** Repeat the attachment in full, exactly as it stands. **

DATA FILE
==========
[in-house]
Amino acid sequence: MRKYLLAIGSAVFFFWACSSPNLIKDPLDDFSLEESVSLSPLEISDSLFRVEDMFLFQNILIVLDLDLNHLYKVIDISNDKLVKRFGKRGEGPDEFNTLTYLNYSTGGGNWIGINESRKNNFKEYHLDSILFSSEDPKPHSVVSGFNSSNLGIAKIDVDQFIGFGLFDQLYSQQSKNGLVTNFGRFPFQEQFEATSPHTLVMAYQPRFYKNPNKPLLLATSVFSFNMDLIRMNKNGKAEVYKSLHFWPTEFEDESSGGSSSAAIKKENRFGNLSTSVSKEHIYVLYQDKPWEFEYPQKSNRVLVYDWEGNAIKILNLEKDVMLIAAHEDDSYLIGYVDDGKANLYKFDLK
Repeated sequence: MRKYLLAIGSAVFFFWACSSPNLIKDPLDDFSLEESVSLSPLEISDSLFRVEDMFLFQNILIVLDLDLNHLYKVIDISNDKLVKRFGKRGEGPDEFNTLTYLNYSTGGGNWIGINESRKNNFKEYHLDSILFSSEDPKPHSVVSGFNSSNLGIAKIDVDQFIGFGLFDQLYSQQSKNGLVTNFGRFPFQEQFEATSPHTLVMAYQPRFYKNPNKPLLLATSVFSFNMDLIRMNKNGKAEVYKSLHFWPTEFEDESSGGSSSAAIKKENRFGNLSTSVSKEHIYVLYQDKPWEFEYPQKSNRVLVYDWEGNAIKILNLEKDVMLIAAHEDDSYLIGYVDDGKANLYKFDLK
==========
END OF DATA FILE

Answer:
[in-house]
Amino acid sequence: MRKYLLAIGSAVFFFWACSSPNLIKDPLDDFSLEESVSLSPLEISDSLFRVEDMFLFQNILIVLDLDLNHLYKVIDISNDKLVKRFGKRGEGPDEFNTLTYLNYSTGGGNWIGINESRKNNFKEYHLDSILFSSEDPKPHSVVSGFNSSNLGIAKIDVDQFIGFGLFDQLYSQQSKNGLVTNFGRFPFQEQFEATSPHTLVMAYQPRFYKNPNKPLLLATSVFSFNMDLIRMNKNGKAEVYKSLHFWPTEFEDESSGGSSSAAIKKENRFGNLSTSVSKEHIYVLYQDKPWEFEYPQKSNRVLVYDWEGNAIKILNLEKDVMLIAAHEDDSYLIGYVDDGKANLYKFDLK
Repeated sequence: MRKYLLAIGSAVFFFWACSSPNLIKDPLDDFSLEESVSLSPLEISDSLFRVEDMFLFQNILIVLDLDLNHLYKVIDISNDKLVKRFGKRGEGPDEFNTLTYLNYSTGGGNWIGINESRKNNFKEYHLDSILFSSEDPKPHSVVSGFNSSNLGIAKIDVDQFIGFGLFDQLYSQQSKNGLVTNFGRFPFQEQFEATSPHTLVMAYQPRFYKNPNKPLLLATSVFSFNMDLIRMNKNGKAEVYKSLHFWPTEFEDESSGGSSSAAIKKENRFGNLSTSVSKEHIYVLYQDKPWEFEYPQKSNRVLVYDWEGNAIKILNLEKDVMLIAAHEDDSYLIGYVDDGKANLYKFDLK